Coronavirus stockpiling has led to a sharp rise in popularity for packaged goods, baby food and ready meal brands, such as Charlie Bigham, Pot Noodle and Kiddylicious, according to new research from proquo ai.
Proquo ai research
Social distancing measures introduced as a result of the pandemic has also seen Instagram gain a huge boost in sentiment.
Meanwhile people are turning against private healthcare firms, such as HCA, as private hospitals come under fire for reportedly planning to charge the NHS to rent their beds.
Private healthcare firms have seen the most significant drop of any sector in public perception; according to the new data from marketing agency proquo ai.
The new analysis shows the impact that the spread of the global Covid-19 virus is having on brands. The firm captured how people feel and think about brands every day for the past month. It monitored over 222 brands across 26 different categories before and during the spread of Covid-19.
HCA Healthcare plummets
HCA Healthcare’s score for integrity amongst its customers saw a 22% decline as of 3 March, when the government confirmed the fiftieth UK Covid-19 cases, until 19 March.
Meanwhile, positive sentiment for Instagram from people who don’t use the platform has gone up 400%.
Non-users found Instagram 55% more understanding of their needs; 82% easier to relate to; 48% more popular; and 62% clearer in the role the brand plays in their lives compared to before the crisis began.
Baby food brands like Kiddylicious saw a surge in positive consumer perception amongst people who don’t currently buy the brand.
Interestingly, non-users felt the brand was 13% more relevant, 11% more consistent and 13% more understanding of their needs than before Covid-19 cases in the UK hit the 50 mark.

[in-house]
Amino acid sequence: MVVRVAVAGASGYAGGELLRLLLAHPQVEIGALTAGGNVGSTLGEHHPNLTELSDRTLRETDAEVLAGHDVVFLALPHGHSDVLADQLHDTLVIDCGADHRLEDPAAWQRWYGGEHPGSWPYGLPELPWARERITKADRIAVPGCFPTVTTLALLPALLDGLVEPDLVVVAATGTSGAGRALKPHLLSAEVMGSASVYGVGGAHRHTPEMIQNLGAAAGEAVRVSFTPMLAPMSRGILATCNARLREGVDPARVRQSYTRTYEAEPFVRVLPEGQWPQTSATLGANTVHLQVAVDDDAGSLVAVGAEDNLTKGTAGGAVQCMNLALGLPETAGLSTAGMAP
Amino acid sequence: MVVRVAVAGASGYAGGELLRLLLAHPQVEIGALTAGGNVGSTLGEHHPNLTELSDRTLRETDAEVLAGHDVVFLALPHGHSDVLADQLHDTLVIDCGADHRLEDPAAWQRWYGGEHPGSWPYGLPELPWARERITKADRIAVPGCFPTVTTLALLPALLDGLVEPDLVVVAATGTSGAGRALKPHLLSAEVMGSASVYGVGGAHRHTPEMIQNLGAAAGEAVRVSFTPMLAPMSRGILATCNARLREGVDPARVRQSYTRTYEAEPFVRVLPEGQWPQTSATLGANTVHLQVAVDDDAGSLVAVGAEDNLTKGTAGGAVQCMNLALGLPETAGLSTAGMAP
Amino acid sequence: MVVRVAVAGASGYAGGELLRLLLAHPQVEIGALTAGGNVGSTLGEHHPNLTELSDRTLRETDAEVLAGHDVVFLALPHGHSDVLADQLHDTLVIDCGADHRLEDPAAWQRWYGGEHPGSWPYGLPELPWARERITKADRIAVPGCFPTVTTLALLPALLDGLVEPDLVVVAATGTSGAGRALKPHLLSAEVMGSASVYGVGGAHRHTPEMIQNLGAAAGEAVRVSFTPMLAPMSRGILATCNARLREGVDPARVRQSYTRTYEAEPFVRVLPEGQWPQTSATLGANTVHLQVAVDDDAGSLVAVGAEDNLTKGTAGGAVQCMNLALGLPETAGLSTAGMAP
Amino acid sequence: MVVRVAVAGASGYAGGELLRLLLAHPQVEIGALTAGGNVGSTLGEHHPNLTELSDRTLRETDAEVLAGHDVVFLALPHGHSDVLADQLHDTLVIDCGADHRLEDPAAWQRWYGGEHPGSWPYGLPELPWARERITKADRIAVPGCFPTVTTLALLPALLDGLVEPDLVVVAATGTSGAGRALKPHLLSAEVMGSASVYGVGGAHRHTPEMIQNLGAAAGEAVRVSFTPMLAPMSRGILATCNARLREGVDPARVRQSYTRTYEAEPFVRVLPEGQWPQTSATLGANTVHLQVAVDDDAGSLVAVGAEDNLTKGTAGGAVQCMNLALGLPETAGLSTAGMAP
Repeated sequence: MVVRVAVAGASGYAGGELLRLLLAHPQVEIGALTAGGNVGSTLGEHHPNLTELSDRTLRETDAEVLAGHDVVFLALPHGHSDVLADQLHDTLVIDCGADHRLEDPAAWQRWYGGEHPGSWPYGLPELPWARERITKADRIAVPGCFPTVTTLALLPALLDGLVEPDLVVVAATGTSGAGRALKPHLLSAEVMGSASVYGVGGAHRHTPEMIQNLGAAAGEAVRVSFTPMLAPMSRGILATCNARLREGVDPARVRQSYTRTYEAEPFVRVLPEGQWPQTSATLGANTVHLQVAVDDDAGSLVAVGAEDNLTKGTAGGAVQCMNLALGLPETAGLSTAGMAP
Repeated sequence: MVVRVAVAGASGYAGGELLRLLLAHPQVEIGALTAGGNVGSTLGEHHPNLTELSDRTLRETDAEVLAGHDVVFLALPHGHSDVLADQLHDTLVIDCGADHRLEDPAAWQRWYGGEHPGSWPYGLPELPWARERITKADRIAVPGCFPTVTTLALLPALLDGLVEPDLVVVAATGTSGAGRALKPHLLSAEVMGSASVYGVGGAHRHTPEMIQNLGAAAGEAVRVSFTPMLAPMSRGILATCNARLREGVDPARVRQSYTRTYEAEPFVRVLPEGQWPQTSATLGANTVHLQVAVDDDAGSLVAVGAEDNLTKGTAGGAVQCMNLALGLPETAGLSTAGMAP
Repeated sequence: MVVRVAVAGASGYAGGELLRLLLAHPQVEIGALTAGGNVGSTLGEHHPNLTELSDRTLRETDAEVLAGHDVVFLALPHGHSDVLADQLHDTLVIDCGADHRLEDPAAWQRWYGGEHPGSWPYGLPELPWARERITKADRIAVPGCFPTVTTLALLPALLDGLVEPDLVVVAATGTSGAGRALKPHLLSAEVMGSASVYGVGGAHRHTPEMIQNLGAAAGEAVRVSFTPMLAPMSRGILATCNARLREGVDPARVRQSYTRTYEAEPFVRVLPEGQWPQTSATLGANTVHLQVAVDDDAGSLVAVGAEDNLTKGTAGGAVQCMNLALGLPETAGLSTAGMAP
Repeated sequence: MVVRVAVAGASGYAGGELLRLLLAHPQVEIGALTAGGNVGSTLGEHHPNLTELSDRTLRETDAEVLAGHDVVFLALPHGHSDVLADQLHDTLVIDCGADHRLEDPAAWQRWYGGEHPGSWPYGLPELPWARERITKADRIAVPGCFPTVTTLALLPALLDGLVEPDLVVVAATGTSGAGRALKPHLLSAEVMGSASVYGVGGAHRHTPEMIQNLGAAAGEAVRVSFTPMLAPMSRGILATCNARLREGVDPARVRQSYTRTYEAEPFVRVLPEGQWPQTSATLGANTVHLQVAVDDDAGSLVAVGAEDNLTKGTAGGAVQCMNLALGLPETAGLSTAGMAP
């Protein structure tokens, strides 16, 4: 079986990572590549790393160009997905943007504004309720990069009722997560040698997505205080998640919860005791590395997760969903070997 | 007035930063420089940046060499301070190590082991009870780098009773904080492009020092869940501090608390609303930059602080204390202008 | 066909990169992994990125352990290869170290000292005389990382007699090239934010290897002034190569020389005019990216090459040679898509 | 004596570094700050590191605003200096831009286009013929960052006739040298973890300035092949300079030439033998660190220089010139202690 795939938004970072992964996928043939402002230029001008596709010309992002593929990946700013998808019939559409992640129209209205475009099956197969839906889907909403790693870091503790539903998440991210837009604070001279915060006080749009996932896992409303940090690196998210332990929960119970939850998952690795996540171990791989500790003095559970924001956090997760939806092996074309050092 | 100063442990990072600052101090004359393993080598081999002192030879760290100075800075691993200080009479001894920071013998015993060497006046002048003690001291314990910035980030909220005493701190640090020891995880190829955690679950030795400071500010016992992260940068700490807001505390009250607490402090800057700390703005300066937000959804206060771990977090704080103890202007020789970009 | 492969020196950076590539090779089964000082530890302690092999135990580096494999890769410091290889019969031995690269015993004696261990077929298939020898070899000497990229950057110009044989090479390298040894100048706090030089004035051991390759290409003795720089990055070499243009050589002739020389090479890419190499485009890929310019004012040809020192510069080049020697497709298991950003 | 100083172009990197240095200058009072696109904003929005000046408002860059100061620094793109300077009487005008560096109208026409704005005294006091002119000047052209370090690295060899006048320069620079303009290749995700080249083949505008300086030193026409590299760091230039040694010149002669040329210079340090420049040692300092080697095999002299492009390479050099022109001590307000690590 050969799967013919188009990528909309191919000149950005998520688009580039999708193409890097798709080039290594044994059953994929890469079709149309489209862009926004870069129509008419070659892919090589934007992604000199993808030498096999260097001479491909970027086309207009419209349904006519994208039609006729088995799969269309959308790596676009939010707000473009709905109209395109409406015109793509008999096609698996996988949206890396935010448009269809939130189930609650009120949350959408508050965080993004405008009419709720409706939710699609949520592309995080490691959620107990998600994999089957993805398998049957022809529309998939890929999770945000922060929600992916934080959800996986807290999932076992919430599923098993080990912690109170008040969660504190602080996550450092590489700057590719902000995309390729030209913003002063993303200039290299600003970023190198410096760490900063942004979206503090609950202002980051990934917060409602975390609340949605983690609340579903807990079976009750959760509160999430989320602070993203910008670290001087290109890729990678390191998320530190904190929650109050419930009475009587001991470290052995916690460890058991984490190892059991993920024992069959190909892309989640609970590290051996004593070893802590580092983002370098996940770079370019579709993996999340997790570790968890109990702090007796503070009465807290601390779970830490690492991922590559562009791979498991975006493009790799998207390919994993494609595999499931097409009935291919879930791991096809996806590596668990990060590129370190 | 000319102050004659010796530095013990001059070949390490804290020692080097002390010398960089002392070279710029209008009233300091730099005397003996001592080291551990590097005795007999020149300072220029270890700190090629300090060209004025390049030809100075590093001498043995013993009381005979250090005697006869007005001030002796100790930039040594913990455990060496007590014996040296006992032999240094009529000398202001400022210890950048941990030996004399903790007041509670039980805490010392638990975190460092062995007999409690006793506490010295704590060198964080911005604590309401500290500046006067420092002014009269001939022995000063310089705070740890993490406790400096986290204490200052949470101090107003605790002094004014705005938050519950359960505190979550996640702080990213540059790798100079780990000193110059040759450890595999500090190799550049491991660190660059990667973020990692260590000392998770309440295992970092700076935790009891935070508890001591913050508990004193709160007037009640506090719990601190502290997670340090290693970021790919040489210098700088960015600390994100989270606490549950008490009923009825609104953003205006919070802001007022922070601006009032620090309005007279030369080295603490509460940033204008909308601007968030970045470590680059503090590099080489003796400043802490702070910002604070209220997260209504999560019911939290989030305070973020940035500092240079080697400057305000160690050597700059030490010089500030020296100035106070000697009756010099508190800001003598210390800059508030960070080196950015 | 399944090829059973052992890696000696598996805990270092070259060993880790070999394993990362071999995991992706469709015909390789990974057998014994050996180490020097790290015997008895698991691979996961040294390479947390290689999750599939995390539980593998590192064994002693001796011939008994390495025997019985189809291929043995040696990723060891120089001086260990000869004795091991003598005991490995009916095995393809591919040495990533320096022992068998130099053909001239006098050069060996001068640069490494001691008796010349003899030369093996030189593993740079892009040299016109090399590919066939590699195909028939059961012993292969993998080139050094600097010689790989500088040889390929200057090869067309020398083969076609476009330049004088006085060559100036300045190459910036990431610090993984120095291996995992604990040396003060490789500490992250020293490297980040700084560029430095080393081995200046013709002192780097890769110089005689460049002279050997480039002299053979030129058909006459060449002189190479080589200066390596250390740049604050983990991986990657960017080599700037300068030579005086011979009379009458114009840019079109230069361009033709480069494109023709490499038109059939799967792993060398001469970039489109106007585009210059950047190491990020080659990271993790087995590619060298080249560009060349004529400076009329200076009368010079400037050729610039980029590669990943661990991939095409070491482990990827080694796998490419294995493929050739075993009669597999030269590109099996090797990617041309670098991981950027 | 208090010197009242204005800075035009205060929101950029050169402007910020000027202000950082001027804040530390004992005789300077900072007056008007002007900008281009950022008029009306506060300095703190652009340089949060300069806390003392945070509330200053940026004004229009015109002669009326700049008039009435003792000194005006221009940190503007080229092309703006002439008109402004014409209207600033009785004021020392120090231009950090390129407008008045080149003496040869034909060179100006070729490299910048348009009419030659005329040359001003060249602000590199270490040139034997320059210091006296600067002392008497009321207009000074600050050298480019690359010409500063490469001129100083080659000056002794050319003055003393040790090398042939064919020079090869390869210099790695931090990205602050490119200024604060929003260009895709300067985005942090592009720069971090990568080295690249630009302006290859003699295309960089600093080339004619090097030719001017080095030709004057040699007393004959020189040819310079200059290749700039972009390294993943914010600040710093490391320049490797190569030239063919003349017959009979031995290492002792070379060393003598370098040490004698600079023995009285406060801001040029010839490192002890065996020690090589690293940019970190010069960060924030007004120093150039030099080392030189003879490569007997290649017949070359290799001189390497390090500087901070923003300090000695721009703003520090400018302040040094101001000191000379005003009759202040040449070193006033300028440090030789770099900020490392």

Brands boosted by stockpiling mentality
People are also turning to brands they wouldn’t necessarily use outside of a crisis, such as packaged goods brands which can be stockpiled.
Ready-meal brand Charlie Bigham’s scored a 15% increase in relevance, driven by men.
Meanwhile instant snack brand Pot Noodle saw marked rises in empathy (+15%), especially amongst younger people aged 18-24.
This same age group also found Ginsters, the hot snacks brand, 54% more empathetic than before the crisis hit.
The AI-powered analysis gathered over 1.6m expressed feelings from over 30,000 people within the UK and the US.
“The ability for brands to maintain their reliability, to understand the needs of people, to be easily accessible and maintain connection – even through times of social distancing—will be the things which ultimately determine brand success”, Jim Brennan, Managing Director of proquo ai, said.
“And as consumers continue hunkering down in a global effort to flatten the curve, brands can be sure they’ll see a positive light at the end of the tunnel so long as they continue to stay strong, tune in, and serve the ever-changing needs of people.”
However, panic buying has come under increasing criticism from the UK government, retailers and the general public this week.
People are now being encourage to keep calm and shop normally, which should prevent stocks running unnecessarily low.